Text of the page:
Spider Bite Symptoms
Very few spiders are dangerous to humans, but it’s a good idea to be aware of spider bite symptoms. A knowledge of symptoms can help you better identify a bite and treat it. The United States, especially the southern states, are home to two common dangerous spiders: the black widow and the brown recluse. These spiders prefer warm climates, and you can find them in dry and littered areas like wood piles, closets, and even under sinks. Black widow spiders are black with a red hourglass marking on the belly. Their bites are serious but rarely lethal. Brown recluse spiders are identified by the violin-shaped marking on the back. Their bites cause serious reactions and, on rare occasions, death. However, what most people think are spider bites, are actually bug bites. If you think you were bitten by a spider, here are the signs and symptoms to watch for.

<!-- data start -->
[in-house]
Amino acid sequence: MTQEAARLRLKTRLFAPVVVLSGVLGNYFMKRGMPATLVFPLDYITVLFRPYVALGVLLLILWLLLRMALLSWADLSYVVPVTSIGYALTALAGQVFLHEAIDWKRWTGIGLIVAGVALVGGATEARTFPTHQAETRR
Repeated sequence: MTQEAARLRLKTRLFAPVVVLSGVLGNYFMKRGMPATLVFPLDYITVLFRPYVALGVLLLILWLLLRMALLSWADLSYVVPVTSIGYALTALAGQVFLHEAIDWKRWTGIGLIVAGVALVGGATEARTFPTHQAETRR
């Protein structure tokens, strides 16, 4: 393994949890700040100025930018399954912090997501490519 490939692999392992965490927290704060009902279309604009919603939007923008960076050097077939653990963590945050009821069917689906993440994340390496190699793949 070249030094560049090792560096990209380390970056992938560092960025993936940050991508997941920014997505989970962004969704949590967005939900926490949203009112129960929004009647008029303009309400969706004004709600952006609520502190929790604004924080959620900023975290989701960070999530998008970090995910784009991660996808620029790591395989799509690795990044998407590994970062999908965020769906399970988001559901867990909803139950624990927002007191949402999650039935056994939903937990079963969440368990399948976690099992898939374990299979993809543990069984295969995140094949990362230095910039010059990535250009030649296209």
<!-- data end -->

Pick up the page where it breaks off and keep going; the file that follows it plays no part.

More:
- A mild sting. A spider bite feels like a pin-prick or a mild sting. At first, you may not even know you were bitten.
- Red, swollen skin. After a bite, you may notice faint red marks on your skin near the bite. Swelling can also occur, and the bite may turn into a rash.
- Pain and stiffness. Pain begins within a few hours. Black widow and brown recluse bites cause intense pain and stiffness.
- Fluid-filled blister. Brown recluse bites cause blisters to form at the bite. These fluid-filled blisters slough away into a deep, growing ulcers.
- Fever and chills. Spider bites can produce chills and fever in some people. The fever is usually mild.
- Nausea and vomiting. Other symptoms include nausea and vomiting. Black widow spider bites cause severe abdominal pain.